You're going to want to spend a little time locating and visiting personally with an area probate lawyer regarding these issues, as your question raises more questions than you might think. From the sound of things, nothing was done after your father's 2002 death in the form of any probate proceeding. This, if true, may raise some time limitation concerns if your father did or did not leave a valid Will. If an administration did occur, property remaining in the decedent's name 9 years after death can generate some problems, and you're seeing that now.
Your facts also raise the issue of whether or not you and the "paying siblings" gave up your right to rent from the non-paying sibling when you failed to ask for it. It's difficult to determine if you consider yourself the executor because a Will exists or because a court appointed you to the position. As the court-appointed representative of the estate, you would have been bound only by the terms of the Will and the probate laws of the state with respect to the limit of your authority as executor. If a proceeding hasn't taken place to appoint you, I can't imagine you having any more authority than any of your siblings.
This answer does not constitute legal advice. I am admitted to practice law in the State of Texas only, and make no attempt to opine on matters of law that are not relevant to Texas. This answer is based on general principles of law that may or may not relate to your specific situation, and is for promotional purposes only. You should not rely on this answer alone and nothing in these communications creates an attorney-client relationship.
You need to speak to a probate and/or real estate litigation attorney.
If your father has been dead since 2002 and if the estate was properly handled through probate, then it is relatively unlikely that it is owned by the estate and more likely that you and your siblings have some other form of joint ownership such as "tenants in common" or "joint tenants." In other words, you may well not be the executor, at this point.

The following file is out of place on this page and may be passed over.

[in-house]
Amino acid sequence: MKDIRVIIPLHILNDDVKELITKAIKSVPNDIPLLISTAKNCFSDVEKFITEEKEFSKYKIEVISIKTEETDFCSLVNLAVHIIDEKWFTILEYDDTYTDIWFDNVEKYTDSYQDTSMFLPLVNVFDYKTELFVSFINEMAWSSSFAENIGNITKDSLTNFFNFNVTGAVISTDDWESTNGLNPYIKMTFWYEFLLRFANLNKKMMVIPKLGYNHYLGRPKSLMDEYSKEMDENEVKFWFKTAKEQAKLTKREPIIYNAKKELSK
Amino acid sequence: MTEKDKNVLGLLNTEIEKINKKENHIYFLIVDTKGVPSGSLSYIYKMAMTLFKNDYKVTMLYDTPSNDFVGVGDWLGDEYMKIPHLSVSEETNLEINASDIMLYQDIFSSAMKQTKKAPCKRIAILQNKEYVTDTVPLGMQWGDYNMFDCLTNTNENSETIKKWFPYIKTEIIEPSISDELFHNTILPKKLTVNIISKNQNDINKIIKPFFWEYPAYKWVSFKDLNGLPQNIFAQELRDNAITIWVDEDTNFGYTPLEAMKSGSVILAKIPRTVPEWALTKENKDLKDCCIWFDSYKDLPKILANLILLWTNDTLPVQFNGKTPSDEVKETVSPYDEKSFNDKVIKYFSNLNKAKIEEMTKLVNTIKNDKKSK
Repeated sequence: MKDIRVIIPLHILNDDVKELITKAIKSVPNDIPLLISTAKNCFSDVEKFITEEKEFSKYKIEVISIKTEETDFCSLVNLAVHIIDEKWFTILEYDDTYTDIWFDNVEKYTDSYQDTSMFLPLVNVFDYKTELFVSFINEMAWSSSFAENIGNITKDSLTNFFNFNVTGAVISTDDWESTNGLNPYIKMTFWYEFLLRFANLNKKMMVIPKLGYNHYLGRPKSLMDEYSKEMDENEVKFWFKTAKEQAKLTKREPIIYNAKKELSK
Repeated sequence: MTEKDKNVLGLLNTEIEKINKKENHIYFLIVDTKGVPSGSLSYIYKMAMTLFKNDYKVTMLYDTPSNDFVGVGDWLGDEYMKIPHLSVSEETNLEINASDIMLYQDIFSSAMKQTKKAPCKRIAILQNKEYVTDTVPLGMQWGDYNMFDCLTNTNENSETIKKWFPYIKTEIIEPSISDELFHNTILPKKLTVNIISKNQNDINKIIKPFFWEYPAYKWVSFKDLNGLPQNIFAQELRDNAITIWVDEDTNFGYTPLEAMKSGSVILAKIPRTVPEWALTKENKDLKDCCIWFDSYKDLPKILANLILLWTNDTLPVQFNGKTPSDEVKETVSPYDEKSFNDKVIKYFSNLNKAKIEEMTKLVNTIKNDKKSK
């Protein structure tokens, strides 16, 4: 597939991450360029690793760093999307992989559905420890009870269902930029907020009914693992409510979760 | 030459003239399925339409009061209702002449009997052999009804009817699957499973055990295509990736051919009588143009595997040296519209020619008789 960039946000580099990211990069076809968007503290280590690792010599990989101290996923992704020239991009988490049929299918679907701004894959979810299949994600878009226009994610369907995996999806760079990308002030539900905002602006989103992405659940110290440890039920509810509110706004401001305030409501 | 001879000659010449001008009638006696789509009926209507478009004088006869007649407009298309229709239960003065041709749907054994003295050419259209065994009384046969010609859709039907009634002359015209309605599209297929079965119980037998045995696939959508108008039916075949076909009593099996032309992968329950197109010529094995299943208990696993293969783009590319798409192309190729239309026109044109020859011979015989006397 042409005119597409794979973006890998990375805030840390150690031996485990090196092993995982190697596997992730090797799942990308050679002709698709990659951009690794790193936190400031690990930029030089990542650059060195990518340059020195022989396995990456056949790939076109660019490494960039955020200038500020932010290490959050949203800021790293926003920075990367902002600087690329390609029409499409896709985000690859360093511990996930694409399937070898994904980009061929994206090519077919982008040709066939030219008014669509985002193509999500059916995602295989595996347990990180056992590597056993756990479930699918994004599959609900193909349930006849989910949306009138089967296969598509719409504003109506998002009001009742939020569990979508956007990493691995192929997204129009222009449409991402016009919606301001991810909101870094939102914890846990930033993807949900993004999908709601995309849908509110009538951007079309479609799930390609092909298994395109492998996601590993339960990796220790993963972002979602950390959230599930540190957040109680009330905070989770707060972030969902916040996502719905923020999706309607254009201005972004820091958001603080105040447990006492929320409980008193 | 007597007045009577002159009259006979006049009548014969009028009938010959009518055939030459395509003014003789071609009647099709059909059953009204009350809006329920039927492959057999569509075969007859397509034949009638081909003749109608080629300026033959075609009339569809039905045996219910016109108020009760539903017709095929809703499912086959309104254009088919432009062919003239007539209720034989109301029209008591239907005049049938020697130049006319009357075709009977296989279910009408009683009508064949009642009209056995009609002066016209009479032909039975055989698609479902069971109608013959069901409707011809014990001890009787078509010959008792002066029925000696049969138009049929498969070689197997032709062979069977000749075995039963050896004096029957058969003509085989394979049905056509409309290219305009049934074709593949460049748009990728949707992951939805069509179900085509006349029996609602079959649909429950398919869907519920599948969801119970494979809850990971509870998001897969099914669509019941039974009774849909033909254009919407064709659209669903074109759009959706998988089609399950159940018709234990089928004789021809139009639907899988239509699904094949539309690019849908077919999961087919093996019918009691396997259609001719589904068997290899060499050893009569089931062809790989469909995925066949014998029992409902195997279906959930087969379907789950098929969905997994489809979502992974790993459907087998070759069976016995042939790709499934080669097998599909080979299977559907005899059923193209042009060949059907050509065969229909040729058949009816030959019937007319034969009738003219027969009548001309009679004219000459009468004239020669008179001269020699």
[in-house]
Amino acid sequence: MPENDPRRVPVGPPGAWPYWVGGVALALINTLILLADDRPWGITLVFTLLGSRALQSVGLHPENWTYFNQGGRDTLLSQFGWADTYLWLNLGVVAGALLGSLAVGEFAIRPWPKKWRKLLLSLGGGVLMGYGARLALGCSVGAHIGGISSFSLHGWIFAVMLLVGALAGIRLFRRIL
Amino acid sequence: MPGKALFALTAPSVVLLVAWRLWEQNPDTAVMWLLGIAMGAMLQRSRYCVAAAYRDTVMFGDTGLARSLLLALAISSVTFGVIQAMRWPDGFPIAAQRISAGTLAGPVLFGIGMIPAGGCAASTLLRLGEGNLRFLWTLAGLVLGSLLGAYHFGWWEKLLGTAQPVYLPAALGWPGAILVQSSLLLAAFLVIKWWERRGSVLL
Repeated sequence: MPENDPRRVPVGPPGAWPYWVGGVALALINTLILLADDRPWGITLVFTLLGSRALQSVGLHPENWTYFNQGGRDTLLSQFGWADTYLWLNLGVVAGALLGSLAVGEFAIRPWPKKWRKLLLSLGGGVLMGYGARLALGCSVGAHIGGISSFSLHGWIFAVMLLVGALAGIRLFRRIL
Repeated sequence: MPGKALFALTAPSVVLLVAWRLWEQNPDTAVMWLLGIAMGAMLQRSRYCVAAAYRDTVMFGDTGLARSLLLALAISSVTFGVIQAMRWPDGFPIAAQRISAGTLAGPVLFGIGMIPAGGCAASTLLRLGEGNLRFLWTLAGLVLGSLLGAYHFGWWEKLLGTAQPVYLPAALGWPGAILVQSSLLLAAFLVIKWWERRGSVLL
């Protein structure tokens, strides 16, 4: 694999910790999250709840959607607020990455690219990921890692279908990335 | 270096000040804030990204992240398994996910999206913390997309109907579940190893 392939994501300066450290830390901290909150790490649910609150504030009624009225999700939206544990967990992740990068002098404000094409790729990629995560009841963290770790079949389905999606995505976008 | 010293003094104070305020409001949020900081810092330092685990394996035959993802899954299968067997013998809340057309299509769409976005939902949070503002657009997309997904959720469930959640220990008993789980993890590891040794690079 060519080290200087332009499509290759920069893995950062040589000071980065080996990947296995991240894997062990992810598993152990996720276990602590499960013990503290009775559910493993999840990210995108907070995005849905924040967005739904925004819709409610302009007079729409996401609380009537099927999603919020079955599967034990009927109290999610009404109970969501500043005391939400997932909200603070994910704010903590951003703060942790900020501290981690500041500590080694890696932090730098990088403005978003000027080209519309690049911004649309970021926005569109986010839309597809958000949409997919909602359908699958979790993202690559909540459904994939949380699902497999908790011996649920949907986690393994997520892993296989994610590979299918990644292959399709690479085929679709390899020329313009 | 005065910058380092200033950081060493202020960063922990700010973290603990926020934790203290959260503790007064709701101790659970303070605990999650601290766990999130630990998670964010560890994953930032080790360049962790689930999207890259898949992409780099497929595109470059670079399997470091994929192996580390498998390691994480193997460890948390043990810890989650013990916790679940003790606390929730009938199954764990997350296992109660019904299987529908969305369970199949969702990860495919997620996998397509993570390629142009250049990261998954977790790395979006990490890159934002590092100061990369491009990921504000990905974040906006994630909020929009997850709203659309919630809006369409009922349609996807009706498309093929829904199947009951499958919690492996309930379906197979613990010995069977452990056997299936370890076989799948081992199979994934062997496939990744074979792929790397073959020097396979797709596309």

Either of those types of ownership permits one or more tenants to "sue for partition," which will usually force a sale of the property and the division of the sale proceeds.
Do not do anything without speaking to an attorney, as you can easily get into trouble here. I won't guess what the possibilities may be as I don't know the details. But if you track down all your records (including the probate file) it should be relatively simple for an attorney to explain your opinions.
I am not your attorney and am therefore giving only general advice. DO NOT rely on this advice to make your decisions. Please see a local attorney, licensed in your state, for further advice.
You need to finish your job as executor. If the property is in Massachusetts, the heirs own it, subject to the right of the executor to sell it to pay debts. The tax bills should not have been going to the estate, but to the heirs. If you had finished your job as executor, you would have filed a final accounting, and your problem would simply be one of owning the property jointly and who is to pay.
So you need to finish your job as executor, and then you need to cope with the problem created when siblings wind up owning property together. It will not be easy. A counseling attorney can help you decide on the next step to take. It may be that the fact that you have been receiving these bills as executor will actually help you.
But you definitely need to move quickly, before the town takes the property for taxes.